Twenty years ago, no one had heard of either
Cellphones were still simply mobile, small and expensive telephones. There was no concept of a phone as a handheld computer.
Today, five companies -- Amazon, Apple,
Major corporations understandably fear product liability laws. Oil companies are hectored by class-action lawsuits and headline-grabbing attorneys badgering them to pay up for supposed climate change brought on by commuters filling up each week. Tobacco companies have paid out billions of dollars due to cigarettes' contribution to lung cancer. Pharmaceutical corporations are often forced to pay millions in fines when their prescription drugs cause dangerous side effects.
Yet every year, nearly a half-million Americans are injured in traffic accidents due to distracted driving involving a cellphone. No one knows how many millions of people worldwide are addicted to the apps on their smartphones -- a habit that can be harder to break than an opiate addiction and can leave addicted users in a similar zombie-like condition. Yet unlike Big Pharma, Big Oil and Big Tobacco, Big Tech is rarely held responsible for the deleterious effects of its products on millions the world over.
In most states, public boards and commissions regulate companies that provide public utilities. The theory is that such corporations use public spaces -- from power poles to underground pipelines -- to serve a captive public domain and provide an essential need. Radio and television stations are likewise regulated by the federal government on the similar assumption that the airwaves are not private property.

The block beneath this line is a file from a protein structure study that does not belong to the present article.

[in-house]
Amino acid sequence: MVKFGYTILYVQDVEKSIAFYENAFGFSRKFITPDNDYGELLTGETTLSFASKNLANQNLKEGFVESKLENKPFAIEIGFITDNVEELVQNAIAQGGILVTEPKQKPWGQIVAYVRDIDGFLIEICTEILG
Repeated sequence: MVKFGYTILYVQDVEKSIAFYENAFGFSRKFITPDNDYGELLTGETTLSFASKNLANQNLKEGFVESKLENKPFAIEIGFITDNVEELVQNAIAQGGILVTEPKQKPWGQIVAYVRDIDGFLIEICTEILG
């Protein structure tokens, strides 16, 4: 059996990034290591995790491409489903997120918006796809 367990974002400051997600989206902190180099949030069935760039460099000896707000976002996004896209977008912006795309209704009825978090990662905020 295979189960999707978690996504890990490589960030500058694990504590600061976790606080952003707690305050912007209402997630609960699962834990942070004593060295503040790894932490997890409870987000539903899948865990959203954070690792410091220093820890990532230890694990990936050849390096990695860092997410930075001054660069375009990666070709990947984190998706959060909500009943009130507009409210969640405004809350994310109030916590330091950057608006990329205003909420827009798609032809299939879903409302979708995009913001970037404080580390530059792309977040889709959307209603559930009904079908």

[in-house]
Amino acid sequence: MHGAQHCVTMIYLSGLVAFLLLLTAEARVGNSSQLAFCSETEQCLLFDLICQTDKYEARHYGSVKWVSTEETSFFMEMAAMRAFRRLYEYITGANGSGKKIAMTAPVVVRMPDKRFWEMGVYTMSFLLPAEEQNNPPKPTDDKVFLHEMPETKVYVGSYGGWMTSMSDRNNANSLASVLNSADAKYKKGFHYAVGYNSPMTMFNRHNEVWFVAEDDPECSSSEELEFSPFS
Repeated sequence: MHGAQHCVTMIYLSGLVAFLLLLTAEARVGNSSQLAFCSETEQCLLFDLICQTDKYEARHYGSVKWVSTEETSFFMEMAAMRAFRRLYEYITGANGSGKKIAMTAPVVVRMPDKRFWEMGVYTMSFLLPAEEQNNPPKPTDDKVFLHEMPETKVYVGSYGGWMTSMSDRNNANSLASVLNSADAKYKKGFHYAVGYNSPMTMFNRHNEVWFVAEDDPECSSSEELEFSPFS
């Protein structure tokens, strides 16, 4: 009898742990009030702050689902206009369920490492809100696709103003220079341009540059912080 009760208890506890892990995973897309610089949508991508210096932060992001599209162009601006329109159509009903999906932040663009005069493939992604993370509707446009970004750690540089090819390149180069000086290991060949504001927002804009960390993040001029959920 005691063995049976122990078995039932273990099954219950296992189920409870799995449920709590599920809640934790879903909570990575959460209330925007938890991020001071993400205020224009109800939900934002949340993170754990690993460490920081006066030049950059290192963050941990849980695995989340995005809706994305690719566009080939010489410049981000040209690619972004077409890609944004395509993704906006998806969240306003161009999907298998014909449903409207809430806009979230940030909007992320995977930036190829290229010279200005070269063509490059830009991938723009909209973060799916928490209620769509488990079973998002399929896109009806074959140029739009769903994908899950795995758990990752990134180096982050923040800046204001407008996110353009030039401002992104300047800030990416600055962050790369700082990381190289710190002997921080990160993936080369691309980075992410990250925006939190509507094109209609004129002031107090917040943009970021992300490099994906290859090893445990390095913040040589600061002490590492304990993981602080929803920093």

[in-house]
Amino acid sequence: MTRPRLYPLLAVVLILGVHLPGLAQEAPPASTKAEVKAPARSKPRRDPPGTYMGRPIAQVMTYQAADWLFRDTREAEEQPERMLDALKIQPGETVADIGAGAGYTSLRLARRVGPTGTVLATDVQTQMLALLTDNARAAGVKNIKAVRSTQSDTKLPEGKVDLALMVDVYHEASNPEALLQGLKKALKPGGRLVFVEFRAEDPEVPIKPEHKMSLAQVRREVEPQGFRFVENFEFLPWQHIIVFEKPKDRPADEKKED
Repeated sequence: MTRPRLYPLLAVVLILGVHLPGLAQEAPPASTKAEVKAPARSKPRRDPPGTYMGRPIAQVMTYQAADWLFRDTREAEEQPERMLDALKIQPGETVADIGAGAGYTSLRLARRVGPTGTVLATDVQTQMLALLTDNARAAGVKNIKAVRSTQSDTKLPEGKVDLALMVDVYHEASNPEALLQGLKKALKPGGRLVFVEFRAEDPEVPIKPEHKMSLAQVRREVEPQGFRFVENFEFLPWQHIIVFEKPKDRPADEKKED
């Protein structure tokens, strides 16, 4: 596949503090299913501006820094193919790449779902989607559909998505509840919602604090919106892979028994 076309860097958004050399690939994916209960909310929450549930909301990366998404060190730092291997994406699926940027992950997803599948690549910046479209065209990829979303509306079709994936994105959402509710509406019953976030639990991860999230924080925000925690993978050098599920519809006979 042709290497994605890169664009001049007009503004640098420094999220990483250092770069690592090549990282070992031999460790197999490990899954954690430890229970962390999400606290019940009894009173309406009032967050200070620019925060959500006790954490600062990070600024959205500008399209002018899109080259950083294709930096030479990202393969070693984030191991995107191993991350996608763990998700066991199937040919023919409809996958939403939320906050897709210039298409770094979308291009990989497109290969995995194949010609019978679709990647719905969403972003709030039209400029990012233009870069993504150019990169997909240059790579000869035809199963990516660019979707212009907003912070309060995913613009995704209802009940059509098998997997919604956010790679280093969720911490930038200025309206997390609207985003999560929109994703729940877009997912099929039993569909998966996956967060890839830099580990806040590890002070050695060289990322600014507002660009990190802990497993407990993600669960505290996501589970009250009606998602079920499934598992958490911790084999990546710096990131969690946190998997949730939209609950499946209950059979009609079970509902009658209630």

Tech companies such as
Why are huge tech companies seemingly exempt from the rules that older corporations must follow?
First, their CEOs wisely cultivate the image of hipsters. The public sees them more as aging teenagers in T-shirts, turtlenecks and flip-flops than as updated versions of
Second, the tech industry's hierarchy is politically progressive. In brilliant marketing fashion, the internet, laptops, tablets and smartphones have meshed with the hip youth culture of music, television, the movies, universities and fashion. Think Woodstock rather than
Corporate spokesmen at companies such as Twitter and YouTube brag about their social awareness, especially on issues such as radical environmentalism, identity politics and feminism. Given that the regulatory deep state is mostly a liberal enterprise, the tech industry is seen as an ally of federal bureaucrats and regulators. Think more of
Third, the tech industry boasts that it is green and clean. Plastic cords and screens almost magically produce podcasts, videos, email, social media pages and the internet. Few in the public worry about how lithium-ion batteries are made, or where and how their ingredients are mined. Pods and pads do not emit smoke. They require no gas, grease and oil. Smartphones and laptops apparently were spontaneously generated out of the clean air of the cool
Finally, high tech is an American specialty and a huge earner of foreign exchange. Politicians are understandably afraid of turning a golden goose into a sick hen. Without taxable trillion-dollar revenues from Facebook,
The result is that high tech has become is a brilliant chameleon -- invisible in plain sight.